Today, word leaked out that the BBC has issued new guidelines on how their writers should be conducting themselves on Twitter. While guidelines like these are nothing new, the restrictions they place on reporters are noteworthy for such a large organization. In fact, the guidelines seem to contradict the very purpose of a news organization: writing about and breaking news. Specifically, BBC staffers are no longer allowed to break news via Twitter.

This is hardly the first media organization to do this. The guidelines follow closely on the heels of similar guidelines set out by Sky News yesterday. Both companies seem to believe that gathering people on their sites and recording precious unique page views is a more important goal than building up the personal brands of their authors, and more important than breaking news as it happens. This may pay dividends in the short term, but is very risky in the long term.

To be fair, it is understandable that these companies would want the staffers to focus their attention on original scoops for the main site, rather than posting it on their personal Twitter accounts. In fact, that should be common sense thing above everything else, as scoops take a while to nurture and it would be a waste of hours of double-checking facts to just tweet it. (For example, if I had tweeted our scoop about Vimeo earlier this week before the story was published, Erin and Sarah would have been ticked off).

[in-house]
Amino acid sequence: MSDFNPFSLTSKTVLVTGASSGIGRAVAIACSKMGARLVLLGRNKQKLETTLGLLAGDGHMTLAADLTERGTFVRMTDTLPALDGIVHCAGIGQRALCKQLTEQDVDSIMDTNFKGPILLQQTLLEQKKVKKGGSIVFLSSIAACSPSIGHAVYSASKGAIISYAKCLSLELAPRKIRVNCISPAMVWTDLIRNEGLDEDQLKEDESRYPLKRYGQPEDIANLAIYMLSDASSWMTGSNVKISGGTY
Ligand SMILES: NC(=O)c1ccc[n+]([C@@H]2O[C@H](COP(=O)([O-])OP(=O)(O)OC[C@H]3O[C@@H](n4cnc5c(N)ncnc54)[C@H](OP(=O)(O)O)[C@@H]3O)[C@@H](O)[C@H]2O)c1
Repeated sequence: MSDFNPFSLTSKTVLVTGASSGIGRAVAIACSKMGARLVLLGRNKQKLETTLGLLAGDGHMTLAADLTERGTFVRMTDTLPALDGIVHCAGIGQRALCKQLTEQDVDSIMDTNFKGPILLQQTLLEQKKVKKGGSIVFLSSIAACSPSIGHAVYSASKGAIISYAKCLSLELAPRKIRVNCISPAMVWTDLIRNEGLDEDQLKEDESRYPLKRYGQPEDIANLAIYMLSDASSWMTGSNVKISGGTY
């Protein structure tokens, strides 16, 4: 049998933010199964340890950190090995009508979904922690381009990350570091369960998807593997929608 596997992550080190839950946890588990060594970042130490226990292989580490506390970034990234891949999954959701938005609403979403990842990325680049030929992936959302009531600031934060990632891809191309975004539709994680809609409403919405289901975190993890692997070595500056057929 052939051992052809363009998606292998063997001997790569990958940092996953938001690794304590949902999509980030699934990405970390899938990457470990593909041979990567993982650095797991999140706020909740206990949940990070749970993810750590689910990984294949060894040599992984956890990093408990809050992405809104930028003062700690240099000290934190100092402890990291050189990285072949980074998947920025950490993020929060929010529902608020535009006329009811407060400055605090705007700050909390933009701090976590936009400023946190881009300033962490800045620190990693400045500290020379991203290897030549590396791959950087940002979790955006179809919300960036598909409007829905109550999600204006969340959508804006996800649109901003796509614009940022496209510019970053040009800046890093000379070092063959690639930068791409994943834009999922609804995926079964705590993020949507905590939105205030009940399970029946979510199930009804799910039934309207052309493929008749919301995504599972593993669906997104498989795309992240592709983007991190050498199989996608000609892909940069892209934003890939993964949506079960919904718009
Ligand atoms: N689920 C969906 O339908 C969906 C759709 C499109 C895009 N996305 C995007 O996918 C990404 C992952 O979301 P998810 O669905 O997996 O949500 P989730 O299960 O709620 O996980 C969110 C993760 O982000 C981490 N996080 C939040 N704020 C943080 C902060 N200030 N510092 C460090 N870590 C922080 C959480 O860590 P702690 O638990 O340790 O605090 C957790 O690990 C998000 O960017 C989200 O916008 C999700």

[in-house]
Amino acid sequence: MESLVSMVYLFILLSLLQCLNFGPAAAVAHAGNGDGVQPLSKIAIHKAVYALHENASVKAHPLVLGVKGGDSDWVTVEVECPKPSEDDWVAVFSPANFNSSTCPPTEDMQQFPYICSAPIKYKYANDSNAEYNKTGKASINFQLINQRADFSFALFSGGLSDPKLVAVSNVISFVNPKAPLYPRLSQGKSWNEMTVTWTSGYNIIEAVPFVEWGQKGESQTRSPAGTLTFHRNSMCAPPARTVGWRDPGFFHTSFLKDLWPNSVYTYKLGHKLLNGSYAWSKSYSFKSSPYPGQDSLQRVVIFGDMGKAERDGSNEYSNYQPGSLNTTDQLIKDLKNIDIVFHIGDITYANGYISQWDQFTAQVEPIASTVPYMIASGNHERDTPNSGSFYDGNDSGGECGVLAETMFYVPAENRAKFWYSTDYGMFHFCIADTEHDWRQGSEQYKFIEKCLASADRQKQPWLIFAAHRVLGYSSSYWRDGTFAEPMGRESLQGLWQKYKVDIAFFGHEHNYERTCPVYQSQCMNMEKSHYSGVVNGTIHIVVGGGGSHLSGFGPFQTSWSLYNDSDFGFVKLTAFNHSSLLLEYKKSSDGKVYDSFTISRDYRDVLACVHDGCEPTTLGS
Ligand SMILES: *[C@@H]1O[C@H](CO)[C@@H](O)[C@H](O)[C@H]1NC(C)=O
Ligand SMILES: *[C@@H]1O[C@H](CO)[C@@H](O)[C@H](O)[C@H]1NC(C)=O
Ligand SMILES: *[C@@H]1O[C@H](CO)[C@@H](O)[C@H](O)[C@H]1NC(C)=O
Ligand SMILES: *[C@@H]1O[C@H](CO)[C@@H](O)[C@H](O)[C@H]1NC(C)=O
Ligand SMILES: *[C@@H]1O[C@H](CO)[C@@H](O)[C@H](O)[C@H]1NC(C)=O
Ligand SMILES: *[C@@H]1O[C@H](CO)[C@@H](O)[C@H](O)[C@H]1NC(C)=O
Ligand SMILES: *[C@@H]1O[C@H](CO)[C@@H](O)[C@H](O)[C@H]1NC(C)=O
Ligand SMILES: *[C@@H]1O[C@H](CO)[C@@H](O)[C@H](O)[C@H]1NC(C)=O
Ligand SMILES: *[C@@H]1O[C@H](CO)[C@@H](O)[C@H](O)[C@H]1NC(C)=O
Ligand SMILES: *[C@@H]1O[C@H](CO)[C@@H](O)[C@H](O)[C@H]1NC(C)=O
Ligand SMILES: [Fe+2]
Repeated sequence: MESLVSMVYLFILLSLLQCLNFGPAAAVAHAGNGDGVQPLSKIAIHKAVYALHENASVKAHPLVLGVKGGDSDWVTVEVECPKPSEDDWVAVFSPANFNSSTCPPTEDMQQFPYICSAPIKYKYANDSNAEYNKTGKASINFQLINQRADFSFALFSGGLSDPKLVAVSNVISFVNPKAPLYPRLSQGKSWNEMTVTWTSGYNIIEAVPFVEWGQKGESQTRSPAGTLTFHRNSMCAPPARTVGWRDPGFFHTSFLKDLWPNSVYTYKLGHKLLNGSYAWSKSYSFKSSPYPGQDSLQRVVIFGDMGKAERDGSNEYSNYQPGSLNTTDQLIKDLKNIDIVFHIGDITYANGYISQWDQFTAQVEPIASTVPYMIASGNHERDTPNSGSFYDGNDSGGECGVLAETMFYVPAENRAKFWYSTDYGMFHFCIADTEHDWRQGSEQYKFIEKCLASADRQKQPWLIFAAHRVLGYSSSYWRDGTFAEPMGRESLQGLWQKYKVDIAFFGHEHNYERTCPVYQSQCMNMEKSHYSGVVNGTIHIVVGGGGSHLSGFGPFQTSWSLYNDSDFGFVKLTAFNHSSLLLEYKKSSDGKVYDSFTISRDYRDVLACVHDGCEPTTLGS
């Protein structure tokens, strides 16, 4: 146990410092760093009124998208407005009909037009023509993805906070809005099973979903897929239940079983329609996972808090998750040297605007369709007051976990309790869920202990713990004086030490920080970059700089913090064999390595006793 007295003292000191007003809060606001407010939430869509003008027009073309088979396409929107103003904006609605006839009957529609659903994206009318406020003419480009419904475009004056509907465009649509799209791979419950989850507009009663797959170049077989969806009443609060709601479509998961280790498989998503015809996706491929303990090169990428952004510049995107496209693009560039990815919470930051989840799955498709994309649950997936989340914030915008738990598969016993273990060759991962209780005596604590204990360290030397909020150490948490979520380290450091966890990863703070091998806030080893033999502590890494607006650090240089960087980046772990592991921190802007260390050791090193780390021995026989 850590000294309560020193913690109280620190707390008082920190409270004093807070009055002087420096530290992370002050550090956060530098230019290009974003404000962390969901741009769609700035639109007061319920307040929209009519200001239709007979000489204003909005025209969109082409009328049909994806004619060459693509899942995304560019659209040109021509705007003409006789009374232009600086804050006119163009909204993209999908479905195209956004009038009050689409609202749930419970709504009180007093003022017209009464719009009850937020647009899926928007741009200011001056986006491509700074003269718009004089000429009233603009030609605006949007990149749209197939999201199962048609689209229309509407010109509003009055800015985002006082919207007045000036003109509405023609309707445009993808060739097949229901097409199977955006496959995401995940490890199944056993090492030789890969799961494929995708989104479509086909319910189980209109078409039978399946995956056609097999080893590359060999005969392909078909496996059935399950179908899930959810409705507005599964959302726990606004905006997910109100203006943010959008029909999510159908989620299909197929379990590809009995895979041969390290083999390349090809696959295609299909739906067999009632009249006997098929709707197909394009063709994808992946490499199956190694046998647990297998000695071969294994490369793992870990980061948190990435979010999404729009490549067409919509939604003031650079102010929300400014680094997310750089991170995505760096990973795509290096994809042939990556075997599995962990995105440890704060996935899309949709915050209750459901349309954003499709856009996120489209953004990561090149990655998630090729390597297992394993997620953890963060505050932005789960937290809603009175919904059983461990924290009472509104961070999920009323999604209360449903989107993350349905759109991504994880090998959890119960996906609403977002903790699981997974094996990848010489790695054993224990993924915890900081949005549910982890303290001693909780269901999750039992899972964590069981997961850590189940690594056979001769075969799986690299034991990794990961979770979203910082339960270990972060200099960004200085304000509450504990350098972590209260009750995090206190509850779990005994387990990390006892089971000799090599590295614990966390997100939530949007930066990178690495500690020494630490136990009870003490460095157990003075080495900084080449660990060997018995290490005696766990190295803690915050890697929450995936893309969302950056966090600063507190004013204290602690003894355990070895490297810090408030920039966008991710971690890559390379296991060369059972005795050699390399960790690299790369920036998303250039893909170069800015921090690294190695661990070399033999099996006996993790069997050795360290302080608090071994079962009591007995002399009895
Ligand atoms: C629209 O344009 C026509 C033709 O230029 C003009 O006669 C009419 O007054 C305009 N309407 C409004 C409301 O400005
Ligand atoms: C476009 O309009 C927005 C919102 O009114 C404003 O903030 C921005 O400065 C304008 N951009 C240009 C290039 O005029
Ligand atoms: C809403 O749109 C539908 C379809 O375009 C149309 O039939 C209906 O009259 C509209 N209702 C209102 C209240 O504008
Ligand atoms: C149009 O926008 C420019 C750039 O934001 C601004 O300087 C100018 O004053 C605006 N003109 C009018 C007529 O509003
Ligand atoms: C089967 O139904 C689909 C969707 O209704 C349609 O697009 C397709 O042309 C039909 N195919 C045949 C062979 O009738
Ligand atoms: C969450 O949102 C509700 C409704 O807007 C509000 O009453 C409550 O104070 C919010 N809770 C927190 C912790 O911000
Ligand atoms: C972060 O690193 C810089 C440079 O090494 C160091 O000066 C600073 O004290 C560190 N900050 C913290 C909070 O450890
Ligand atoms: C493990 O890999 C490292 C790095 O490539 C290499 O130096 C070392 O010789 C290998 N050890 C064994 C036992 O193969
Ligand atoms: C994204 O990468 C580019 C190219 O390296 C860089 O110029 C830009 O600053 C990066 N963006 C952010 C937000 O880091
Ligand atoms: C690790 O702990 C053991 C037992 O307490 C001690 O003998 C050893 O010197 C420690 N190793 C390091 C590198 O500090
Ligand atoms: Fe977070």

That being said, there is a distinction between scoops and breaking news. If it is a scoop that the writer has worked hard on for weeks, then it would be a major waste of time to tweet it out minutes before publication. However, breaking news is not a scoop. Breaking news is something that just happened, but which isn’t exclusive to that particular member of the media. In this case, the news will be tweeted by someone else, and then retweeted, and will continue to flow, while the original tweeter gets a large portion of the credit.

In the above scenario, the BBC reporter that could have broken the news first had to wait, while a longer story is written up on the BBC. In that time period of a few minutes, other news outlets have written up a two line post, their reporters have already broken the news, and the BCC would have lost the momentum. A serious problem, when you multiply this story by hundreds of breaking events over time. If you are hunting page views or just want to build the brand, it’s bad either way.

The real flaw in the BBC’s policies is that they are treating their presence on the official BBC website as more important than the presence they have on Twitter. If a story is tweeted or retweeted from the official BBC twitter account, or from a reporter’s account without a link to a full story, does that diminish the brand? No. In all likelihood, it enhances the brand, as the authors all gain more followers, and people eventually look to them for updates on the story. Updates that would presumably be linking to the longer BBC story, published two minutes later.

You see, the medium doesn’t matter anymore. That’s what the internet did to the media world, and misunderstanding this is one of the (many) reasons why old publications are faltering. Whether the news is published on Twitter or on Facebook or on the website first, it doesn’t matter. Eventually, news should be published on all platforms. In the first moments of a story, though, all the reader wants is the news, and they want it now. If the BBC doesn’t understand this, people will start to look elsewhere for the breaking news, and it will end up hurting the BBC.